Toronto

New website gives Torontonians a glimpse of the city's past

Sidewalk Labs has created an online tool that gives Torontonians a glimpse into the past. It’s a digital map that has incorporated more than 30,000 photos from the city’s archives.

Sidewalk Labs has unveiled a interactive map that allows people to view old pictures of Toronto

University College in 1922. (City of Toronto Archives)

Ever wish you could go back in time and see what Toronto looked like 100 years ago?

Well, now you can, sort of.

Sidewalk Labs, the sister company of Google that's partnering with Waterfront Toronto to build a "smart" neighbourhood of the future on the city's waterfront, has created an online tool that gives people a glimpse into the past.

It's a digital map that has incorporated more than 30,000 photos from the city's archives. People can pick a location and look at photos that are anywhere from 30 to 150 years old.  

Residents can find old photos of the street they live on, and in some cases they may even find pictures of their house.

"That is absolutely what the idea is," said Dan Vanderkam, the software engineer who designed a website.

"That's really one of the most exciting things," he said. "Seeing them recognize places that are familiar to them, but in a completely different context and a completely different time."
Top: Northwest corner of Yonge Street and Dundas Street in 1926. Bottom: The same location today. (City of Toronto Archives)

Tania Rasie was standing in Yonge-Dundas Square when CBC Toronto showed her a picture of the same spot from 1926.

"I think that's pretty cool, like you can see the history kind of, behind it," she said

Rasie would even consider using the Old Toronto web tool to conduct her own tour of the city.
Dan Vanderkam is the software engineer who designed the Old Toronto website. (CBC News)

"I think like, when we're exploring downtown, I think that'd be cool to do," Rasie said.

Jim Shedden was just as amazed when he looked at an 1865 photo taken from the intersection of Queen Street West and Spadina Avenue. He considers himself somewhat of a history buff.

"I've been kind of digging through the hard way over the years on Facebook groups, or the city's archives, which are not very user friendly."
Sidewalk Labs has created this interactive map of Toronto with 30,000 historical photos. (Sidewalk Labs)

Shedden says he's looking forward to using the tool to explore some of his favourite locations around the city.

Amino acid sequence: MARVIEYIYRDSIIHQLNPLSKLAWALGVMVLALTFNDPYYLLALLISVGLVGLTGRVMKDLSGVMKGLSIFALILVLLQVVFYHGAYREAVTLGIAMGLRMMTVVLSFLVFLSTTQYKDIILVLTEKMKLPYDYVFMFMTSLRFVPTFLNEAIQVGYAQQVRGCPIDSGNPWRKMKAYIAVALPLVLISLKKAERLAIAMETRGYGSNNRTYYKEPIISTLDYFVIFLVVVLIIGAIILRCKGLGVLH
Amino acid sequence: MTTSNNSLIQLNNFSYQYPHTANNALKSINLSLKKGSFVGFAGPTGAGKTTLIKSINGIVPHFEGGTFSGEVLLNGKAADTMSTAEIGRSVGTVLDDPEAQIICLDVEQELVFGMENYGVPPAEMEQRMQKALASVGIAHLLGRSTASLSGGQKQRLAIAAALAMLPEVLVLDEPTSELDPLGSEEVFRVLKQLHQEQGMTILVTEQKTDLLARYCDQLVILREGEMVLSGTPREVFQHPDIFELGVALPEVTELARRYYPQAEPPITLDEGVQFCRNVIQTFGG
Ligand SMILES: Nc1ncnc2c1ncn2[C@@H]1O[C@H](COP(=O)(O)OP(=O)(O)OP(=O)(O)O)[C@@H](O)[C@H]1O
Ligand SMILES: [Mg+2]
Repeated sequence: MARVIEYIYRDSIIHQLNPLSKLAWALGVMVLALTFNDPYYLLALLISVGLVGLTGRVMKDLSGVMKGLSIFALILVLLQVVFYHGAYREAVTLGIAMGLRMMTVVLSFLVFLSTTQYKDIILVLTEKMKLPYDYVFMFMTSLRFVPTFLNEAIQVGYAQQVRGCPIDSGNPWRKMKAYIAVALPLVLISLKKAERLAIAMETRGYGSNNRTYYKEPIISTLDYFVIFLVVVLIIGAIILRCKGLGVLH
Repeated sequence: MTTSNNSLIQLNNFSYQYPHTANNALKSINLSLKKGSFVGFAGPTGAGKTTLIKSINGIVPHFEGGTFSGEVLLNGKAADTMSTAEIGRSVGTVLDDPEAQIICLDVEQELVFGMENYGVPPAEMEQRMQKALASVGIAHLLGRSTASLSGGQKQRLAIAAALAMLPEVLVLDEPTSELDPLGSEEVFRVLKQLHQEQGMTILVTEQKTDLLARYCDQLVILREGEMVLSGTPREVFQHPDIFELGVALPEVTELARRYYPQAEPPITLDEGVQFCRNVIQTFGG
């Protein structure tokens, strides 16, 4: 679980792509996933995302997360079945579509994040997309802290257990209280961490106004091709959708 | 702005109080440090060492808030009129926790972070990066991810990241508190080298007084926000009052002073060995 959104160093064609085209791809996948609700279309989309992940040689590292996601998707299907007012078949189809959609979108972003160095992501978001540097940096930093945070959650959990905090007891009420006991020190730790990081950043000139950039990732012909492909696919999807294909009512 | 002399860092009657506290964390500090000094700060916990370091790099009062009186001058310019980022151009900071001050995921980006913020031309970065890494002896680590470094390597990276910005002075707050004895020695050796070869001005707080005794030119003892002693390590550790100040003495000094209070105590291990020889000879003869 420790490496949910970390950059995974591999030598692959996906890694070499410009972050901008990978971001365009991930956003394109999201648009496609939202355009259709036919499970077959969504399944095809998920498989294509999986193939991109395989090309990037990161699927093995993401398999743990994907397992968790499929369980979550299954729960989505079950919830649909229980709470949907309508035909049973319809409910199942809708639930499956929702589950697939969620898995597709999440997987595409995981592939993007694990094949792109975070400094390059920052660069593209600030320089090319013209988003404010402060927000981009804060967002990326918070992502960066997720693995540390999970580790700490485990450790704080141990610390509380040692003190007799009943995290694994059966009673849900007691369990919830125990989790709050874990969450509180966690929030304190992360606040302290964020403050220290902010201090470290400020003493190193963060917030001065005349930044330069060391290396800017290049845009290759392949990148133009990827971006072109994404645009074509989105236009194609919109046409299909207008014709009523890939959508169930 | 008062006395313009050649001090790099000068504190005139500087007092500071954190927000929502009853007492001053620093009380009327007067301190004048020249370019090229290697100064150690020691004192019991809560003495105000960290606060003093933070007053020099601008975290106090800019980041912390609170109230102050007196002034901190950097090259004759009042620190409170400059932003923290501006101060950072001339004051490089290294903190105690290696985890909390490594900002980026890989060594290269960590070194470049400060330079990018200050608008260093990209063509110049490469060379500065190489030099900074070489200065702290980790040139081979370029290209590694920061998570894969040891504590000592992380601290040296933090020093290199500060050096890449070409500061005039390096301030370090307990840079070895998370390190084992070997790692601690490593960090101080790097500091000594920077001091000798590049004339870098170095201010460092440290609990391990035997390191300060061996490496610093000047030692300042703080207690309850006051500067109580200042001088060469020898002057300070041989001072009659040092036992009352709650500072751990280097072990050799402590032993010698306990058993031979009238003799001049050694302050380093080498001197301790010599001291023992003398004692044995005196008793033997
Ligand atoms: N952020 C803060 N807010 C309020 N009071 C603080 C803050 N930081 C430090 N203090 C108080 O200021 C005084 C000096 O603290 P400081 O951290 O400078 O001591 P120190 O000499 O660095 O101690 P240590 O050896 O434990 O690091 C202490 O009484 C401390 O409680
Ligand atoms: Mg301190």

"I grew up in the suburbs when I came downtown to go see bands in the punk years," Shedden said. "I want to see what those corners look like. What does Yonge and Isabella look like what does Queen and Dovercourt look like."

Before Toronto, Sidewalk Labs had already created similar maps in New York and San Francisco.
Jim Shedden looks at a picture taken from the intersection of Queen Street West and Spadina Avenue in 1926. (Ousama Farag/CBC News)

The photos may be from decades ago, but Vanderkam says there's nothing old about the technology they used to create the map.

"We wrote computer software to look through the images, try to find geographic information and try to use that to put it on the map," he said.
Top: Intersection of Queen Street West and Spadina Avenue from the 1890's. Bottom: The same intersection today. (City of Toronto Archives)
Sidewalk Labs will continue to add photos to the site as well. The city archives has around 1.7 million historic pictures, but so far only 100,000 of them have been digitized.
Toronto's Union Station in 1908. The building in the photo was built in 1896. The current Union Station was built between 1914 and 1920, and was opened to the public in 1927. (City of Toronto Archives)

Vanderkam says they are also willing to consider that people may want to donate photos.

"We've already had a few institutions that have historic photos of Toronto reach out to us," he said. "We'd be really excited about adding photos from other places as well."
Picture of the Grand Trunk Railway looking west from the top of the old Union Station in 1895 (City of Toronto Archives)